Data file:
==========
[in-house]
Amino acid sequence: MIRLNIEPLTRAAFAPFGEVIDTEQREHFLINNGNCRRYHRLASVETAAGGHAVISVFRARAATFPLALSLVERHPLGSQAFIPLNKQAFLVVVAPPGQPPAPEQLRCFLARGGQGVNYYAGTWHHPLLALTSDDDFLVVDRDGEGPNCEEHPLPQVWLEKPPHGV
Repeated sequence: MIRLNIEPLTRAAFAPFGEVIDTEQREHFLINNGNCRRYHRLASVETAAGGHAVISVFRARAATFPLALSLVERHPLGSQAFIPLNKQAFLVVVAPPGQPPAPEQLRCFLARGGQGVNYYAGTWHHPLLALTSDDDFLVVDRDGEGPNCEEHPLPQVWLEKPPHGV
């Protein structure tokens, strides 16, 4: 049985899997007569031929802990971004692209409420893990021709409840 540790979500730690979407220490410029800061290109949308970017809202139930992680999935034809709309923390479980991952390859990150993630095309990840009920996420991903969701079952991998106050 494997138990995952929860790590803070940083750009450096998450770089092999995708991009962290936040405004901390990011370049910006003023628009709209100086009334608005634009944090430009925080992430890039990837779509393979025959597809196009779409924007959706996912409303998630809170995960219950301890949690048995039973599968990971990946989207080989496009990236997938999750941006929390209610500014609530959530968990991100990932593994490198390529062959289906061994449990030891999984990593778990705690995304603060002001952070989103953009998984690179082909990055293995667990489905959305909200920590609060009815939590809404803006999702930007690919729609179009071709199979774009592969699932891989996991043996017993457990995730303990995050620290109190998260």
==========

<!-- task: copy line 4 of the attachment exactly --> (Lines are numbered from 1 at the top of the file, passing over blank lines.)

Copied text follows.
């Protein structure tokens, strides 16, 4: 049985899997007569031929802990971004692209409420893990021709409840 540790979500730690979407220490410029800061290109949308970017809202139930992680999935034809709309923390479980991952390859990150993630095309990840009920996420991903969701079952991998106050 494997138990995952929860790590803070940083750009450096998450770089092999995708991009962290936040405004901390990011370049910006003023628009709209100086009334608005634009944090430009925080992430890039990837779509393979025959597809196009779409924007959706996912409303998630809170995960219950301890949690048995039973599968990971990946989207080989496009990236997938999750941006929390209610500014609530959530968990991100990932593994490198390529062959289906061994449990030891999984990593778990705690995304603060002001952070989103953009998984690179082909990055293995667990489905959305909200920590609060009815939590809404803006999702930007690919729609179009071709199979774009592969699932891989996991043996017993457990995730303990995050620290109190998260």